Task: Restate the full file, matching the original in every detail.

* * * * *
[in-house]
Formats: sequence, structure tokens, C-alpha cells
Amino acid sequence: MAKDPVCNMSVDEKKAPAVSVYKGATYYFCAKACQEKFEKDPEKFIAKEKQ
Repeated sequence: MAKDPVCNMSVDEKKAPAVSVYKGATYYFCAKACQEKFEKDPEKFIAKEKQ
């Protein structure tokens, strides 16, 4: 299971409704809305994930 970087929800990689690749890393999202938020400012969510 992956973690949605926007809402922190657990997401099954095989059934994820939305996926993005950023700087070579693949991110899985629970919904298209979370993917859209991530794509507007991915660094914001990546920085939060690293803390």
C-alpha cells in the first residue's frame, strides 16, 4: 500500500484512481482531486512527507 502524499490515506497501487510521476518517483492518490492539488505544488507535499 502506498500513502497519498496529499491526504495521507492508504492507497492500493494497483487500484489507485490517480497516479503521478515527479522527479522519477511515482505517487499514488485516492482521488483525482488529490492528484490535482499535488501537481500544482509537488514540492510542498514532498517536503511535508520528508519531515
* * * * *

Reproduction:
[in-house]
Formats: sequence, structure tokens, C-alpha cells
Amino acid sequence: MAKDPVCNMSVDEKKAPAVSVYKGATYYFCAKACQEKFEKDPEKFIAKEKQ
Repeated sequence: MAKDPVCNMSVDEKKAPAVSVYKGATYYFCAKACQEKFEKDPEKFIAKEKQ
């Protein structure tokens, strides 16, 4: 299971409704809305994930 970087929800990689690749890393999202938020400012969510 992956973690949605926007809402922190657990997401099954095989059934994820939305996926993005950023700087070579693949991110899985629970919904298209979370993917859209991530794509507007991915660094914001990546920085939060690293803390």
C-alpha cells in the first residue's frame, strides 16, 4: 500500500484512481482531486512527507 502524499490515506497501487510521476518517483492518490492539488505544488507535499 502506498500513502497519498496529499491526504495521507492508504492507497492500493494497483487500484489507485490517480497516479503521478515527479522527479522519477511515482505517487499514488485516492482521488483525482488529490492528484490535482499535488501537481500544482509537488514540492510542498514532498517536503511535508520528508519531515